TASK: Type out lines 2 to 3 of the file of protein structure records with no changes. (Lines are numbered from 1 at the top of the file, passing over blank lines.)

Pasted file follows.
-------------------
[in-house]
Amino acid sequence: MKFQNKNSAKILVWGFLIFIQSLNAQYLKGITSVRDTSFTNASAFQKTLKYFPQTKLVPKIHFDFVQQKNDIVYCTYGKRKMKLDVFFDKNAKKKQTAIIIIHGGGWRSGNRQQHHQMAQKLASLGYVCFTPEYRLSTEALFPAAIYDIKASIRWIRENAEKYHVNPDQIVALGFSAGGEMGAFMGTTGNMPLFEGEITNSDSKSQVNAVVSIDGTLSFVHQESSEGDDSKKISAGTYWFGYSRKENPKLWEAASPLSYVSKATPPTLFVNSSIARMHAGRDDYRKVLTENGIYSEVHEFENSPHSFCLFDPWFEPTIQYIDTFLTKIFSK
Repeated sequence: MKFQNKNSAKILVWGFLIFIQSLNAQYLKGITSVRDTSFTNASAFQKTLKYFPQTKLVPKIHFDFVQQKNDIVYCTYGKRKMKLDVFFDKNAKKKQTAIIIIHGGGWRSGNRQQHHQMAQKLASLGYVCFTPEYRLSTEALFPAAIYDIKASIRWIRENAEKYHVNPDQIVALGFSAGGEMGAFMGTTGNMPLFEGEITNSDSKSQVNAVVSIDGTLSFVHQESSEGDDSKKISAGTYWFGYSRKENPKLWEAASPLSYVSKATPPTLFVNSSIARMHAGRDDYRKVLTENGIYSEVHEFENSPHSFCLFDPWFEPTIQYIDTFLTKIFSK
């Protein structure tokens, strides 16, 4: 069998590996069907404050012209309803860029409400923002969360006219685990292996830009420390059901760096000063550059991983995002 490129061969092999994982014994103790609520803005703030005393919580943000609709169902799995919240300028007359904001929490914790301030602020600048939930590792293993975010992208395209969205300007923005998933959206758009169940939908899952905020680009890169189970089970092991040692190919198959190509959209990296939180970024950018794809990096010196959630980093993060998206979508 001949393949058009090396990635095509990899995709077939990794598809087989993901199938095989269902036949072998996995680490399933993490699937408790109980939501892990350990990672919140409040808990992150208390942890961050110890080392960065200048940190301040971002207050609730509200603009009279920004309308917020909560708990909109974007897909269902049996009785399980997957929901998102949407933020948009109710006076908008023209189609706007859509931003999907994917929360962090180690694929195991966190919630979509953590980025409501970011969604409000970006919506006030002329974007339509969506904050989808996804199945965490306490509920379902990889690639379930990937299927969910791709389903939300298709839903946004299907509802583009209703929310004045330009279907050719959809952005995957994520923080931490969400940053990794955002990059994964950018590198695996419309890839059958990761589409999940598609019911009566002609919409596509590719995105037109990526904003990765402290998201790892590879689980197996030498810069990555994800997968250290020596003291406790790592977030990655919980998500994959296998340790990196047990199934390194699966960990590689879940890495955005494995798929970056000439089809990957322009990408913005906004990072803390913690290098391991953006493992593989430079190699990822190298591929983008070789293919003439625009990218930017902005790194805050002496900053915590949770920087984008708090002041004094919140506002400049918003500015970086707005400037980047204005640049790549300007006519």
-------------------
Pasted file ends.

Amino acid sequence: MKFQNKNSAKILVWGFLIFIQSLNAQYLKGITSVRDTSFTNASAFQKTLKYFPQTKLVPKIHFDFVQQKNDIVYCTYGKRKMKLDVFFDKNAKKKQTAIIIIHGGGWRSGNRQQHHQMAQKLASLGYVCFTPEYRLSTEALFPAAIYDIKASIRWIRENAEKYHVNPDQIVALGFSAGGEMGAFMGTTGNMPLFEGEITNSDSKSQVNAVVSIDGTLSFVHQESSEGDDSKKISAGTYWFGYSRKENPKLWEAASPLSYVSKATPPTLFVNSSIARMHAGRDDYRKVLTENGIYSEVHEFENSPHSFCLFDPWFEPTIQYIDTFLTKIFSK
Repeated sequence: MKFQNKNSAKILVWGFLIFIQSLNAQYLKGITSVRDTSFTNASAFQKTLKYFPQTKLVPKIHFDFVQQKNDIVYCTYGKRKMKLDVFFDKNAKKKQTAIIIIHGGGWRSGNRQQHHQMAQKLASLGYVCFTPEYRLSTEALFPAAIYDIKASIRWIRENAEKYHVNPDQIVALGFSAGGEMGAFMGTTGNMPLFEGEITNSDSKSQVNAVVSIDGTLSFVHQESSEGDDSKKISAGTYWFGYSRKENPKLWEAASPLSYVSKATPPTLFVNSSIARMHAGRDDYRKVLTENGIYSEVHEFENSPHSFCLFDPWFEPTIQYIDTFLTKIFSK